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3 Steps to Success as a Trusted Contractor (Part 1)

Posted by Craig Thomasmeyer on September 19, 2017

Trusted Contractor_1(Note: The following has been submitted as a guest post to CommScope Blogs by Craig Thomasmeyer, executive vice president at Miller Information Systemsa member of CommScope’s PartnerPRO Network and provider of IT networking solutions in Pittsburgh, PA, Cleveland, OH and Columbus, OH areas. Opinions and comments provided in this guest post, as with all posts to CommScope Blogs, are that of the author and do not necessarily reflect the views of CommScope.)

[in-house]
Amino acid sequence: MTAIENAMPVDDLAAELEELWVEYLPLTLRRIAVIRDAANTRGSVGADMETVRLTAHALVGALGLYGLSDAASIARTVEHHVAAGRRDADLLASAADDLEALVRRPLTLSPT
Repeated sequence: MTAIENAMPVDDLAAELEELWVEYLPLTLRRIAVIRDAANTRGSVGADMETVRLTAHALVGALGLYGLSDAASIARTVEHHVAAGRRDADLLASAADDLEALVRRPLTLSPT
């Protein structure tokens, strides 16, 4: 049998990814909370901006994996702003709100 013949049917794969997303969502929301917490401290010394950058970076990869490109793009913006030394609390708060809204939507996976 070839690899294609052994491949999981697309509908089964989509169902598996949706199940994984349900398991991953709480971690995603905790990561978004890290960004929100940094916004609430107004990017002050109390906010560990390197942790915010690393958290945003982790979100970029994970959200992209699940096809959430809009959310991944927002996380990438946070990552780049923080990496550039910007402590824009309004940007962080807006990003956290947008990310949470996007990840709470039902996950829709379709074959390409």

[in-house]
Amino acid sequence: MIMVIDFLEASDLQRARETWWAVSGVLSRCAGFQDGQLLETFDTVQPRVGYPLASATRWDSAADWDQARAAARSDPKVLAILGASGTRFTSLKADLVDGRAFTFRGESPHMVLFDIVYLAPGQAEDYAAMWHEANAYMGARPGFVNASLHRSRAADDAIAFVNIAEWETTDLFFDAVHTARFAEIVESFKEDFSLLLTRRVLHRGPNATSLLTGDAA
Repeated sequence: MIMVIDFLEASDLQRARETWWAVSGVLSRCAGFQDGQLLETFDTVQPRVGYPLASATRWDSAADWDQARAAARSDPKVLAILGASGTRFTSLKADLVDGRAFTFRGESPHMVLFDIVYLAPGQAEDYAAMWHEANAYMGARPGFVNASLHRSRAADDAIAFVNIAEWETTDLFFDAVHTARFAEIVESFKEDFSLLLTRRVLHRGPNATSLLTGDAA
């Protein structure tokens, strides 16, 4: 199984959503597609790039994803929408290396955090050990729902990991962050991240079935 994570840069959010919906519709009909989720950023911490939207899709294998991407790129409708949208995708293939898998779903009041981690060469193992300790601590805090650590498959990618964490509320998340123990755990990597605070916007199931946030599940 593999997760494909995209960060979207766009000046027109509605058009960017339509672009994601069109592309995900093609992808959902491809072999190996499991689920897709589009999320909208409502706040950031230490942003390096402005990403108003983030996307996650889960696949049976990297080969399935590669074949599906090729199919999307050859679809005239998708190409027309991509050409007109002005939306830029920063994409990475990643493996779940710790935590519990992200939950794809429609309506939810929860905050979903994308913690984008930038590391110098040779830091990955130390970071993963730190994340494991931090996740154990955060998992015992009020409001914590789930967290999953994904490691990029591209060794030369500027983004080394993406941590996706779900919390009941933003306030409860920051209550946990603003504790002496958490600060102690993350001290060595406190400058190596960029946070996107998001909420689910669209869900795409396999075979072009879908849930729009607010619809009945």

Business 101 for trusted contractors is knowing what your client wants and why you are calling them. Do they have a need or a problem to solve? You can solve it, but make sure you solve it in order. That is the first step. Let me explain.


Managing Power over Ethernet with imVision

Posted by Jason Bautista on September 18, 2017

Connectivity is only half of the Internet of Things (IoT) puzzle; these devices also need power. One way to accomplish this is with Power over Ethernet (PoE). This technology is being used to remotely power hundreds of millions of devices over the same cable that provides network connectivity. Keeping track of these devices and making sure the network can support and power them is becoming more difficult as more devices are brought online.